On Nov. 20, 2020, the U.S. Department of Health and Human Services (HHS) issued two new drug pricing rules that follow through on Executive Orders (EOs) signed by President Trump this summer. The HHS Office of Inspector General (OIG) released a prepublication version of a final rule that bans drug rebates in Medicare Part D that are not passed on to patients at the point of sale (POS). Additionally, the Centers for Medicare & Medicaid Services (CMS) released a prepublication version of an interim final rule to lower what Medicare Part B pays for certain drugs based on what other countries pay by establishing a mandatory nationwide demonstration to test a new “most favored nation” (MFN) payment model.
Drug Rebate Rule
Effective Jan. 1, 2022, the drug rebate rule removes Anti-Kickback Statute safe harbor protections for rebates manufacturers negotiate with Medicare Part D plans that are not applied at the POS. A new safe harbor protection will become effective 60 days after publication of the rule to permit plans, pharmacies, and pharmacy benefit managers (PBMs) to apply rebate discounts at the POS to lower patients’ out-of-pocket (OOP) costs. A second new safe harbor, also effective 60 days after publication, will protect flat service fee arrangements that Part D plan sponsors establish with PBMs.
Initially proposed in Feb. 2019, the rule was withdrawn from further regulatory action a few months later in recognition of the negative impact on both Medicare beneficiaries and taxpayers. It was estimated the proposed rule would increase Part D premiums by approximately 25-40%. The Congressional Budget Office and CMS Office of the Chief Actuary further estimated it would result in a significant increase in federal spending over ten years ($177 billion and $196 billion, respectively), making it one of the most expensive proposed regulations in U.S. history. On July 24, 2020, President Trump signed an EO that directed HHS to complete its prior rulemaking process. The EO also included a requirement that the HHS Secretary publicly confirm that the action will not increase federal spending, Medicare beneficiary premiums, or patients’ total OOP costs prior to finalizing any rule. In tandem with the final rule’s release, Secretary Azar issued a letter asserting confirmation in which he relied on his personal experience to project that those costs would not increase.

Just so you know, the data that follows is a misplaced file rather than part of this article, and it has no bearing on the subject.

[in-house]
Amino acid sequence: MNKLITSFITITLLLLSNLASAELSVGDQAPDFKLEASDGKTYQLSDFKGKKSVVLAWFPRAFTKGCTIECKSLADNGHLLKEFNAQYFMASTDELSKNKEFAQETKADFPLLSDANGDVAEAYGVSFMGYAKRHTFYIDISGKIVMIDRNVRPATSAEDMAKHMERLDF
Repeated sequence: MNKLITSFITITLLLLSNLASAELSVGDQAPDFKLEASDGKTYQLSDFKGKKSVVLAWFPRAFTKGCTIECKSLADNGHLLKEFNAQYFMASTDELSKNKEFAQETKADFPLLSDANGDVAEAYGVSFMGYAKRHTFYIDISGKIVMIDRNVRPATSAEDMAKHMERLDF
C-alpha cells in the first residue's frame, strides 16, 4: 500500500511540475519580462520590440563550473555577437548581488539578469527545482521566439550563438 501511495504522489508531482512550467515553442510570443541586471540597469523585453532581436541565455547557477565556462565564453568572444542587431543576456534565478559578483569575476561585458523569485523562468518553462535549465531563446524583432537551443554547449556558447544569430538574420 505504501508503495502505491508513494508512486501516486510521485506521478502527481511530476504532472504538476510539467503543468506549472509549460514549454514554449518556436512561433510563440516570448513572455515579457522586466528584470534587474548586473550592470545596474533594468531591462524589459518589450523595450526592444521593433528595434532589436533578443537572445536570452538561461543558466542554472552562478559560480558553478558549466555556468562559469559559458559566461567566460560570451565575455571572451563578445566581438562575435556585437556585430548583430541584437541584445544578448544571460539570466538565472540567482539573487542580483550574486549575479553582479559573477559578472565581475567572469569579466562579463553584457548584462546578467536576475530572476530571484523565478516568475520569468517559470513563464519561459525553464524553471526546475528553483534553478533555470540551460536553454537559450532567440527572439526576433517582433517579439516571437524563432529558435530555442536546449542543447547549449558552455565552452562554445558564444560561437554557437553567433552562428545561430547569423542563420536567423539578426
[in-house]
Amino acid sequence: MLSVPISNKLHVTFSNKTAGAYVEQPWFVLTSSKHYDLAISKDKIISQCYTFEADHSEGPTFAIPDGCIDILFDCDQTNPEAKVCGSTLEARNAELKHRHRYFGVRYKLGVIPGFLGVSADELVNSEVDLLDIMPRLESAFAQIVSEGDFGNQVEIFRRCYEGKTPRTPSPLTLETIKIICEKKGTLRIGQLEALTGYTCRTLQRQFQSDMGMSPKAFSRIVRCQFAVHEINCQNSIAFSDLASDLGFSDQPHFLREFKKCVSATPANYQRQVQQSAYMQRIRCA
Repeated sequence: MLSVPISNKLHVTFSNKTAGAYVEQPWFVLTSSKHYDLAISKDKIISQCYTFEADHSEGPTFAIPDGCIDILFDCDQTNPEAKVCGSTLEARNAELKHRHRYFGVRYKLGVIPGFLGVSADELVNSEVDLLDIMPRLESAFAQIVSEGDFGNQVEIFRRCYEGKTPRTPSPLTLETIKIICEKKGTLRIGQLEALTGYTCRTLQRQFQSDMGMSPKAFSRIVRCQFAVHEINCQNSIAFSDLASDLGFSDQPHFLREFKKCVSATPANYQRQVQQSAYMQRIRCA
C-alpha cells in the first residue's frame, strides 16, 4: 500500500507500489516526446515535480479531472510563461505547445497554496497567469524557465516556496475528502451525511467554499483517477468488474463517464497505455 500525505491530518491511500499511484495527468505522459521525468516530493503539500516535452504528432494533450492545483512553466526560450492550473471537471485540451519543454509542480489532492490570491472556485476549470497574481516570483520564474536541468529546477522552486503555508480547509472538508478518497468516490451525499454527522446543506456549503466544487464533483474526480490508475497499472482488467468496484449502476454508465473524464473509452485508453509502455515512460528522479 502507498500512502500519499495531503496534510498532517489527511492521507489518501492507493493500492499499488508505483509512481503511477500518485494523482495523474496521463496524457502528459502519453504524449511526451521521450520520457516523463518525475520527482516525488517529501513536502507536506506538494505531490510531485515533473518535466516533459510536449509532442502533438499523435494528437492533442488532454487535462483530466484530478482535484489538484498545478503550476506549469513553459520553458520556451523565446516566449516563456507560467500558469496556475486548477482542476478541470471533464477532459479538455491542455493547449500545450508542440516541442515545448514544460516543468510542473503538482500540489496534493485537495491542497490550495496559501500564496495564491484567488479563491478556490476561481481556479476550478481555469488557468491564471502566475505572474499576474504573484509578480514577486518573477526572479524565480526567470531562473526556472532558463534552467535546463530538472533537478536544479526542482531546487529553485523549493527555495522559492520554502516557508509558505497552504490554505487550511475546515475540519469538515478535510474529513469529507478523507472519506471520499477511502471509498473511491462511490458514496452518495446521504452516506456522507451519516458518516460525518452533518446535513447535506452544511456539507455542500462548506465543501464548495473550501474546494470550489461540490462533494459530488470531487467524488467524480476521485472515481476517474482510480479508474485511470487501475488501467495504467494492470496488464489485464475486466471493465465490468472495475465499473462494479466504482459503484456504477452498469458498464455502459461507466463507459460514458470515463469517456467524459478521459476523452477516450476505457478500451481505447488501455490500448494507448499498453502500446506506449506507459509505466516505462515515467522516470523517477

Most Favored Nation Rule
CMS released an interim final rule (IFR) to implement a MFN Model to test whether more closely aligning payment for Medicare Part B drugs with international prices can better control Medicare Part B spending without adversely affecting quality of care for Medicare fee-for-service (FFS) beneficiaries. Beginning Jan. 1, 2021, the MFN Model will initially link 50 single source drugs and biologicals to a price calculated from the lowest price among Organisation for Economic Co-operation and Development (OECD) members that have a per-capita Gross Domestic Product (GDP) similar to the US. To cover administration costs, providers will be paid a flat “add on” per dose fee, which will be the same for each MFN Model drug. Paying a flat fee rather than a percentage of each drug’s cost, which Part B currently does, is expected to reduce the financial incentive for providers to administer higher-cost drugs.
Participation in the MFN Model is mandatory, and will include all providers and suppliers nationwide that receive separate Medicare Part B FFS payment for a MFN Model drug, with limited exceptions. The model will have a seven-year demonstration period beginning Jan. 1, 2021.
FDA Unapproved Drugs Initiative Cancelled
In addition to the two new rules, HHS released a notice to terminate the U.S. Food and Drug Administration (FDA) Unapproved Drugs Initiative. The original intent of the program was to reduce the amount of unapproved drugs on the market by requiring manufacturers to remove those drugs from the market or obtain FDA approval by demonstrating evidence of safety and efficacy. However, the program provided manufacturers a “period of de facto market exclusivity,” which allowed them an opportunity to raise prices in an environment largely insulated from market competition. The initiative has also been linked to drug shortages. HHS concluded that the initiative’s termination will have a positive impact on public health because the program limited patient access due to price increases or drug shortages.
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